It broke my heart to witness your despair and I’m sorry that I didn’t rush to your defence. I’d already learned that it was your fault that you were fat. I’d even heard Dad describe losing weight as a ‘‘simple’’ process – yet one that you still couldn’t come to grips with. The lesson: you didn’t deserve any food and you certainly didn’t deserve any sympathy.

But I was wrong, Mum. Now I understand what it’s like to grow up in a society that tells women that their beauty matters most, and at the same time defines a standard of beauty that is perpetually out of our reach. I also know the pain of internalising these messages. We have become our own jailors and we inflict our own punishments for failing to measure up. No one is crueller to us than we are to ourselves.

But this madness has to stop, Mum. It stops with you, it stops with me and it stops now. We deserve better – better than to have our days brought to ruin by bad body thoughts, wishing we were otherwise.

And it’s not just about you and me any more. It’s also about Violet. Your granddaughter is only 3 and I do not want body hatred to take root inside her and strangle her happiness, her confidence and her potential. I don’t want Violet to believe that her beauty is her most important asset; that it will define her worth in the world. When Violet looks to us to learn how to be a woman, we need to be the best role models we can. We need to show her with our words and our actions that women are good enough just the way they are. And for her to believe us, we need to believe it ourselves.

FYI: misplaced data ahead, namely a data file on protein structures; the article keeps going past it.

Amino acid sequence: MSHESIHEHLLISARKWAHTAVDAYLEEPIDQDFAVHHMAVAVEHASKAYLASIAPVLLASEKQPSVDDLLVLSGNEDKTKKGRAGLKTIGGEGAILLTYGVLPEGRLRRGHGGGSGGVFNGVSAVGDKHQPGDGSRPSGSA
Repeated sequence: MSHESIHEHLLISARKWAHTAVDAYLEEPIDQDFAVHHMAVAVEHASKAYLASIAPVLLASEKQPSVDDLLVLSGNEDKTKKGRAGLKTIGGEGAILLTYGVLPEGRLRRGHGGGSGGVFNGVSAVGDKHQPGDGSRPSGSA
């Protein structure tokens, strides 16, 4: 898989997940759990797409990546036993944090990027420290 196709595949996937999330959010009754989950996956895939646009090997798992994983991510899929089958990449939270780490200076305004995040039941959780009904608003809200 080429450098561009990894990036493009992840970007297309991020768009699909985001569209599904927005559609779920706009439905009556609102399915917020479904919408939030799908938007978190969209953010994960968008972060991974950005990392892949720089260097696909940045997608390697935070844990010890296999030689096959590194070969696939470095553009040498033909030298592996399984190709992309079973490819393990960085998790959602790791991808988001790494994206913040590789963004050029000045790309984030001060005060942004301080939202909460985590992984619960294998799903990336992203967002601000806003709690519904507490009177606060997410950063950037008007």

The older we get, the more loved ones we lose to accidents and illness. Their passing is always tragic and far too soon. I sometimes think about what these friends – and the people who love them – wouldn’t give for more time in a body that was healthy. A body that would allow them to live just a little longer. The size of that body’s thighs or the lines on its face wouldn’t matter. It would be alive and therefore it would be perfect.

Your body is perfect too. It allows you to disarm a room with your smile and infect everyone with your laugh. It gives you arms to wrap around Violet and squeeze her until she giggles. Every moment we spend worrying about our physical ‘‘flaws’’ is a moment wasted, a precious slice of life that we will never get back.